Not Fade Away
Love's Made A Fool Of You
Think It Over
It Doesn't Matter Anymore
Blue Days, Black Nights
It's So Easy
Words of Love
Producer PB with Dennis Crouch & Jen Gunderman
Recording and Balance PB
Mastering Don Cobb, Eric Conn
Photography Melissa Fuller
Design Sheila Sachs
Guitar, Drums (Not Fade Away) Paul Burch
Upright Bass Dennis Crouch
Electric Bass Jim Gray
Piano, Accordion, Harmony Jen Gunderman
Drums Tommy Perkinson, Marty Lynds
Fiddle Fats Kaplin
Harmony and Fender Stratocaster (Wishing) Will Kimbrough
Fender Stratocaster (Blue Days, Midnight Shift) Kenny Vaughan
Tenor Saxophone Paul Thacker
Mary Elena Holly Paul Burch's Words of Love is a gem of an album. Paul brings his own voice and style to these beautiful versions of the classic songs of Buddy Holly. And I know Buddy would have appreciated it, too. Rave On!
USA Today Rave On Song of the Week
All Music Opening with a Bayou-kissed rendition of “Rave On,” Burch and company tear through the remaining 12 cuts with both gusto and grace, all while remaining remarkably true to the source material. Might be the closest anyone’s come to capturing the sweetness and simple, primal magic of the originals.
Nashville Scene Best of 2011
THINK IT OVER w/CHRIS SCRUGGS
Who was this skinny kid from Lubbock, Texas--a high school graduate whose unique blend of country and R&B not only defined the 50s but the 60s as well? Like Elvis ("without him none of us would have made it," said Holly) the original lineup of the Crickets, Holly's backing band, were comprised of just bass, drums, and guitars. But unlike Elvis (who was an underrated rhythm guitarist), Holly plugged in with a new instrument--the Fender Stratocaster--and truly led his band with a singular style that could jump from rhythm to lead and back again. Holly used the studio as a workshop, trying unusual sounds like celeste, double tracked voices, and box drums. On stage, the Crickets put on a lean, loud, and raucous, show. Their tour of England inspired the future Beatles, the Hollies, the Who, T-Rex, Led Zeppelin, and the Rolling Stones.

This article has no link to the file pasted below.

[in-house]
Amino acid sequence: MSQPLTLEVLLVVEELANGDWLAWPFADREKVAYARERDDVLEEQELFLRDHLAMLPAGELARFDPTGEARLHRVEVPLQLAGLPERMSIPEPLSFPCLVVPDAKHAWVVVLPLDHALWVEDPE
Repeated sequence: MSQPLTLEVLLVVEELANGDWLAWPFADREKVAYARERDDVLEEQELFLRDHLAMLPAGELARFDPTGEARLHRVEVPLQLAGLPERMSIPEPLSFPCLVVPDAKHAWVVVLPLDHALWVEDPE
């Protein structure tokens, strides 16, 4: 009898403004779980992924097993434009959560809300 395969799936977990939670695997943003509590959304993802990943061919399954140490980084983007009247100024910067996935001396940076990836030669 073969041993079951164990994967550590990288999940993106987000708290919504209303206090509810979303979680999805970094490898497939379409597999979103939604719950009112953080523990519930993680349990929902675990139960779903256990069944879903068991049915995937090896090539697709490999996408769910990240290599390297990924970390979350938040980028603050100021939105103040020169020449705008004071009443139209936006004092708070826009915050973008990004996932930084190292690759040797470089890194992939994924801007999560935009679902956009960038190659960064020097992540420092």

Once a star, Buddy sought collaborations with King Curtis, Ray Charles and Mahalia Jackson. Sensing that Greenwich Village might be the next great music scene, he and his wife, Maria Elena, found an apartment near Washington Square. He enrolled in Lee Strasberg's Actor's Studio, made plans for a Spanish language album ("It's the beauty of the language I'm interested in"), and imagined a music center in Lubbock so young musicians, like his protégé Waylon Jennings, could learn the business.
And he's still here. Everyday. I hear the echo of his forward thinking spirit in these strong, thoughtful songs. Buddy wasn’t allowed a long life yet somehow, his songs are all about perspective. They still cut. They still heal. And isn’t it good to be reminded that beautiful things can come from everywhere, even a little town in Texas.
If anyone asks you what kind of music you play, tell them 'pop.' Don't tell them 'rock 'n' roll'
or they won't even let you in the hotel --Buddy Holly